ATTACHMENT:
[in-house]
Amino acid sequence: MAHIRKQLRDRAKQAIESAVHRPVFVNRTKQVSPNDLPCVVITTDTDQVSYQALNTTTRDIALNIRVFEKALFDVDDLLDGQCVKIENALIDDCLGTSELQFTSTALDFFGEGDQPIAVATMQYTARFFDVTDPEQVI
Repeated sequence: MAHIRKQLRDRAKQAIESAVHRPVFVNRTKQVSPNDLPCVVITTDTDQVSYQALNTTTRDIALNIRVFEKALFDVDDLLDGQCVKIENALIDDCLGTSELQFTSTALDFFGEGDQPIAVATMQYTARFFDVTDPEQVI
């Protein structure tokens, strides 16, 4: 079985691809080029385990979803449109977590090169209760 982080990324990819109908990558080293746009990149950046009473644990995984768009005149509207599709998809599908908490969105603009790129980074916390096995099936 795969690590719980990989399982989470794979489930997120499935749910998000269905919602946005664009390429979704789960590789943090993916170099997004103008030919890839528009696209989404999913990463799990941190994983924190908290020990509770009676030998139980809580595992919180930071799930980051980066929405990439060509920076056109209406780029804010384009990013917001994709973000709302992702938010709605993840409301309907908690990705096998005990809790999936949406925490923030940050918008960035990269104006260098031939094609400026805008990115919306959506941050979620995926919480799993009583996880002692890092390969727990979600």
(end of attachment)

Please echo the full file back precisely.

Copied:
[in-house]
Amino acid sequence: MAHIRKQLRDRAKQAIESAVHRPVFVNRTKQVSPNDLPCVVITTDTDQVSYQALNTTTRDIALNIRVFEKALFDVDDLLDGQCVKIENALIDDCLGTSELQFTSTALDFFGEGDQPIAVATMQYTARFFDVTDPEQVI
Repeated sequence: MAHIRKQLRDRAKQAIESAVHRPVFVNRTKQVSPNDLPCVVITTDTDQVSYQALNTTTRDIALNIRVFEKALFDVDDLLDGQCVKIENALIDDCLGTSELQFTSTALDFFGEGDQPIAVATMQYTARFFDVTDPEQVI
């Protein structure tokens, strides 16, 4: 079985691809080029385990979803449109977590090169209760 982080990324990819109908990558080293746009990149950046009473644990995984768009005149509207599709998809599908908490969105603009790129980074916390096995099936 795969690590719980990989399982989470794979489930997120499935749910998000269905919602946005664009390429979704789960590789943090993916170099997004103008030919890839528009696209989404999913990463799990941190994983924190908290020990509770009676030998139980809580595992919180930071799930980051980066929405990439060509920076056109209406780029804010384009990013917001994709973000709302992702938010709605993840409301309907908690990705096998005990809790999936949406925490923030940050918008960035990269104006260098031939094609400026805008990115919306959506941050979620995926919480799993009583996880002692890092390969727990979600």